Catholics in DR Congo, where the Church has long played a dominant role, are hoping Pope Francis will urge clean and fair polls when he visits next week.
Campaigning is already gearing up for a presidential vote in December, a period that is often fraught with violent protests and accusations of fraud after decades of strongman rule.
The Church has often acted as a counterweight to government in the mineral-rich but poor Central African nation, where an estimated 40 percent of its 100 million people are Catholic.
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Since DR Congo’s independence from Belgium in 1960, Catholicism has maintained a “moral ascendancy”, said political scientist Christian Moleka.
“It remains a kind of recourse for the major issues of national interest,” he told AFP.
In more recent years the Church has fielded election monitors and used its influence to press elected officials to respect constitutional term limits.
The presidential vote, when Felix Tshisekedi will stand for a second term after his disputed election in 2018, is likely to loom large over Francis’ four-day visit.
Bishop Donatien Nshole, secretary general of the Catholic Church’s National Episcopal Conference of Congo, recently told news media that having Francis weigh in publicly on the need for credible elections would be welcome.
“The pope will surely say a word to encourage the political actors to organise the elections properly,” said Adolphine Mulanga, a 21-year-old student in Kinshasa.
– ‘Unavoidable partner’ –
Priests and Catholic groups were key backers of the figures who secured DR Congo’s independence, forging lasting ties between Church and state that endured despite the secular constitution established by dictator Mobutu Sese Seko in 1974.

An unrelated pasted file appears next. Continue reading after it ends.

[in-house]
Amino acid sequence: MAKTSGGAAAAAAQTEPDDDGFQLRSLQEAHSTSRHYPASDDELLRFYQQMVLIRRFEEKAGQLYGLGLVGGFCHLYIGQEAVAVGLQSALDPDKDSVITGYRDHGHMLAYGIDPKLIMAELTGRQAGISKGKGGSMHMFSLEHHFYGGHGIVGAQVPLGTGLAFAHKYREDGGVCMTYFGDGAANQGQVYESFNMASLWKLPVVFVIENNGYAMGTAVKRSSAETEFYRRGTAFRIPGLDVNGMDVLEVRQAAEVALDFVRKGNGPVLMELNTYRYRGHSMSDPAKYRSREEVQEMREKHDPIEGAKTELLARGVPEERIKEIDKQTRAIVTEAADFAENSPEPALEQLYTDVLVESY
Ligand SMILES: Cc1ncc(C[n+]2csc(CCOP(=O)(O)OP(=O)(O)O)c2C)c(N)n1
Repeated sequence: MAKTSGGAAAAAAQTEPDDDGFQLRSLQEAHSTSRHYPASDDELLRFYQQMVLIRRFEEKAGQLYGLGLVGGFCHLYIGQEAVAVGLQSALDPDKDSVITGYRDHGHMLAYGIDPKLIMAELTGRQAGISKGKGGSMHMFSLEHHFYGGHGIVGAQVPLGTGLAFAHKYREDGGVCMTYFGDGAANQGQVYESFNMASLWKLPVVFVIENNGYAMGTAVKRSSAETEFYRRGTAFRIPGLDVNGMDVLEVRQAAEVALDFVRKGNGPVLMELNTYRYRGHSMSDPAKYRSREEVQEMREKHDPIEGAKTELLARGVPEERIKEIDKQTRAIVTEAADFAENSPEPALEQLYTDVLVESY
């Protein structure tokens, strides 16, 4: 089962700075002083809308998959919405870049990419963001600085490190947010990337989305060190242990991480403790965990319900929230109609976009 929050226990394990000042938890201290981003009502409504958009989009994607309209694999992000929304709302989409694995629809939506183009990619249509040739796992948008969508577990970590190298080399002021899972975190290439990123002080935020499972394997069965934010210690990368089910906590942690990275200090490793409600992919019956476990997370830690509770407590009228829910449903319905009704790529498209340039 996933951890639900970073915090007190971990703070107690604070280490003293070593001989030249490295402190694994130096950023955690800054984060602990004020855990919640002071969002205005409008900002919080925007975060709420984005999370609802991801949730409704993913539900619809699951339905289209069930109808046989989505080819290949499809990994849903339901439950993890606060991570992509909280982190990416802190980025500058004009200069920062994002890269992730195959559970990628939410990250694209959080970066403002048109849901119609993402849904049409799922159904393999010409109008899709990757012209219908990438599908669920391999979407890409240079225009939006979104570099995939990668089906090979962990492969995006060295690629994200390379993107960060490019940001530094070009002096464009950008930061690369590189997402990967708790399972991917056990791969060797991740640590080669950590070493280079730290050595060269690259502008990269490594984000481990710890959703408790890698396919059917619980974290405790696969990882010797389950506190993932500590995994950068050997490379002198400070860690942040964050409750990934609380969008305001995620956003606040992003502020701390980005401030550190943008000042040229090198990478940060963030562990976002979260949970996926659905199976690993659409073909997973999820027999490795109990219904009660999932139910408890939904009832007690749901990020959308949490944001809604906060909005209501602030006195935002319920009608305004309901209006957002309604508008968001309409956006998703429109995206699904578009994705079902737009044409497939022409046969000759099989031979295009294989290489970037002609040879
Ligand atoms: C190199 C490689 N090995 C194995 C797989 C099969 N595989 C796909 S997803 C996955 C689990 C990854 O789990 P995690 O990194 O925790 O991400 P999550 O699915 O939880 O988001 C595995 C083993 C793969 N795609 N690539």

Many Congolese considered it the unofficial opposition during Mobutu’s rule, when clergy often intervened to try to build consensus in times of civil war or other crises.
Towards the end of Mobutu’s reign in the 1990s, Laurent Monsengwo, then the archbishop of Kisangani, was instrumental in the negotiations that led to a multi-party political system.
The Church also chaired the electoral commission during the first democratic presidential election in 2006, which cemented Joseph Kabila’s ascent to power.
Catholic leaders were also quick to support the protesters challenging Kabila’s 2016 move to extend his term by delaying scheduled elections.
Relations with the current Congolese presidency have been tense, with the Church among the groups that raised doubts about the validity of the 2018 vote won by Tshisekedi.
But Moleka said the Church remained an “unavoidable partner” of the government while trying to restrain authoritarian impulses in a country with weak institutions.
“The state is obliged to take this partner into account, even if its positions sometimes frustrate its interests,” Moleka said.
For many in Kinshasa, Francis could make the most impact by issuing a firm declaration on the importance of free elections, instead of offering any specific political guidance.
A Catholic seminarian in the megacity of 15 million people, who asked not to be identified by name, said he doubted the pope would insist on the issue publicly.
But as sovereign of the Holy See, “he will surely discuss the issue with his counterpart”, he said.